The peace, security and development nexus has been one of the key elements of Finnish development policy over the last two decades. In particular, the concept of comprehensive security has been central to this and has been supported through development cooperation, humanitarian assistance, diplomacy and crisis management.
This evaluation explores how Finnish development cooperation in fragile states combines with policy dialogue and partnerships to support peace and development outcomes at the country level. It consists of two components: firstly, an evaluation of the entirety of Finland’s interventions in the Western Balkans 2009-13 as well as the final evaluation of two regional projects; and secondly, case studies of Finnish cooperation in Afghanistan, Ethiopia and Palestinian Territories from 2007-12. Lessons learned and recommendations on Finland’s contributions to peace and development in fragile states will be used to support decision-makers at the Ministry, as well as to inform the drafting of guidelines on fragile states.
We are leading a large team of international and regional experts specialised in security and justice, governance, capacity building and economic development. Our approach centres on contribution analysis and a reconstructed theory of change for strategy and implementation in order to identify evidence for a plausible association between Finnish cooperation and peace and development outcomes in fragile states. We are also exploring the use of Qualitative Comparative Analysis (QCA) to further test the causal relationships set out in the theories of change. We are undertaking extensive fieldwork in the Western Balkans (Bosnia-Herzegovina, Kosovo, Albania, Croatia, Macedonia, Montenegro and Serbia), Afghanistan, Ethiopia and Palestinian Territories, and will employ a number of field tools including participatory conflict analysis, stakeholder interviews and focus-group discussions.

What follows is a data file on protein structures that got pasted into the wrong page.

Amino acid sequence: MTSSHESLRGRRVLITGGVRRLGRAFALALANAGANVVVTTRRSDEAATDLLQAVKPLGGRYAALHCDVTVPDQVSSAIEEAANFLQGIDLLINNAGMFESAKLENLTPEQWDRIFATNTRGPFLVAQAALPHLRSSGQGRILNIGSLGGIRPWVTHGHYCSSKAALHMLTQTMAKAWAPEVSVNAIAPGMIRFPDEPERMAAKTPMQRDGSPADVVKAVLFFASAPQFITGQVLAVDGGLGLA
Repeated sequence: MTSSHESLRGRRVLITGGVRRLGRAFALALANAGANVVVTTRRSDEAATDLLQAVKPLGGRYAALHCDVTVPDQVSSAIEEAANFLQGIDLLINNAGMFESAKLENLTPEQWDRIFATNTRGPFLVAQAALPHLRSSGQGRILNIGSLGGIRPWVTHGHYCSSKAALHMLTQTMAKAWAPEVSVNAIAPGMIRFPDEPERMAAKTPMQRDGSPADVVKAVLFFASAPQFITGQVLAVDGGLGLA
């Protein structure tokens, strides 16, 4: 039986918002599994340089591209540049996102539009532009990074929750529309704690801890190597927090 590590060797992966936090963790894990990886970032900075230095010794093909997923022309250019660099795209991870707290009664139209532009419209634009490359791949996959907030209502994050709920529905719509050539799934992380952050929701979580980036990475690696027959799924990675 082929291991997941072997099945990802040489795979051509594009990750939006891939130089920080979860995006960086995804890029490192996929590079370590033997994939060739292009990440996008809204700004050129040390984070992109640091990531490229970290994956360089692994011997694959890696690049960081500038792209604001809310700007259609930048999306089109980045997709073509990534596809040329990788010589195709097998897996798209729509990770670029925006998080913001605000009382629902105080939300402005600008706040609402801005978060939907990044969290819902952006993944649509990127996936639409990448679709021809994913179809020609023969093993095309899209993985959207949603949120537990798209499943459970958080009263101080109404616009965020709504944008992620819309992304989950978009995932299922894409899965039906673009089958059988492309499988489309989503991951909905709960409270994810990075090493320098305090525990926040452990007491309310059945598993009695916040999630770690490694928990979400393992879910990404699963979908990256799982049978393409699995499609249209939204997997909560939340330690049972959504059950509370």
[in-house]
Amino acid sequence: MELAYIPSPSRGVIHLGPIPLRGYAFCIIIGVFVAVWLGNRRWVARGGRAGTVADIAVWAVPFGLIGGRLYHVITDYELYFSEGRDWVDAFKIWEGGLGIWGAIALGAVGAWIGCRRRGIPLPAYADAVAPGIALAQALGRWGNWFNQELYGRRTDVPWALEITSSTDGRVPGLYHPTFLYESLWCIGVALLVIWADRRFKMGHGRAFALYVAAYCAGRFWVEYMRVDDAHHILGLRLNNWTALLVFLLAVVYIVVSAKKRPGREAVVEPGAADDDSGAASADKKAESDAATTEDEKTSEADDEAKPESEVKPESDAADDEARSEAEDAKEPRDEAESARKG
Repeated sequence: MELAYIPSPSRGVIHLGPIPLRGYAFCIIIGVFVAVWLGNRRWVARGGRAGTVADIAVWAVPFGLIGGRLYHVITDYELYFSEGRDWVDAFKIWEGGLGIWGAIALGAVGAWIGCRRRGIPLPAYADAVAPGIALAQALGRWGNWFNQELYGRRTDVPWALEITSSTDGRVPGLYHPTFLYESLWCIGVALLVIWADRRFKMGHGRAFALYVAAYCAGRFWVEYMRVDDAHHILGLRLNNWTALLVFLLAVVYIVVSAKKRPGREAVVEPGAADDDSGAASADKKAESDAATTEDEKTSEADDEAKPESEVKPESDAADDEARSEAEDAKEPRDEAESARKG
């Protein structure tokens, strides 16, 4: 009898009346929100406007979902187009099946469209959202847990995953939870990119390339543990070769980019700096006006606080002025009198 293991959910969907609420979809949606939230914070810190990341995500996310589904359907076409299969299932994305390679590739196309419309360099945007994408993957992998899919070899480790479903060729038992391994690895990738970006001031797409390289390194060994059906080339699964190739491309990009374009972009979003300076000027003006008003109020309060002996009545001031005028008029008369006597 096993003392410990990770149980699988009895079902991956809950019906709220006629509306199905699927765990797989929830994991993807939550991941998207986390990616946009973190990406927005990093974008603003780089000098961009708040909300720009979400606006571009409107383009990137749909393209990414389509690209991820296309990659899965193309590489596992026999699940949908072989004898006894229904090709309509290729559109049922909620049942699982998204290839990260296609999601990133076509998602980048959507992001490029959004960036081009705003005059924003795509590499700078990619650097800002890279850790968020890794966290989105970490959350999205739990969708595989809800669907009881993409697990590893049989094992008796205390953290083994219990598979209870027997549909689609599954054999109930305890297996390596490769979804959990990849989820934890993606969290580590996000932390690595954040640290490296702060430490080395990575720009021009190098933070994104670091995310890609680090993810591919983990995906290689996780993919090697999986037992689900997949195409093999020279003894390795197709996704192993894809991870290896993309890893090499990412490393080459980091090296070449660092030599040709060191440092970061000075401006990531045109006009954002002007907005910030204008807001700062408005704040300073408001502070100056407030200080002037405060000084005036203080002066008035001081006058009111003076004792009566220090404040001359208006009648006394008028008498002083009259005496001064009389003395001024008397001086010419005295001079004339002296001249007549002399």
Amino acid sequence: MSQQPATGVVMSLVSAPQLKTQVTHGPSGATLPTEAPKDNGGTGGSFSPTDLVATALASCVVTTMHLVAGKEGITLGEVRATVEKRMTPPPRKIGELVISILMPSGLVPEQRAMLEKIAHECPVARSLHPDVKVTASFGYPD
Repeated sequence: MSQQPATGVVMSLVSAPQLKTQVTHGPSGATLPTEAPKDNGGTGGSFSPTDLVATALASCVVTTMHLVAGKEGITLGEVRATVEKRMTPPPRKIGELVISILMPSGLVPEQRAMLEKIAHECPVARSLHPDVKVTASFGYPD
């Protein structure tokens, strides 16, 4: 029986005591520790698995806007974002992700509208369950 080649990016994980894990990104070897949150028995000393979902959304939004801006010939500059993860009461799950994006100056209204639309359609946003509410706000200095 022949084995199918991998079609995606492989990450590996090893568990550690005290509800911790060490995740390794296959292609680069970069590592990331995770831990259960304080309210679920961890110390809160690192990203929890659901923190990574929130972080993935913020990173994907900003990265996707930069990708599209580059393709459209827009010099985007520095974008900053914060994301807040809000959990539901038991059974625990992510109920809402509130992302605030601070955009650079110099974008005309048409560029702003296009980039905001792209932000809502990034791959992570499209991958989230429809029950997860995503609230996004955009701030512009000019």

Contact David Fleming (firstname.lastname@example.org) if you would like to discuss this project.Image © Helsinki skyline. Photo credit: Riku Kettunen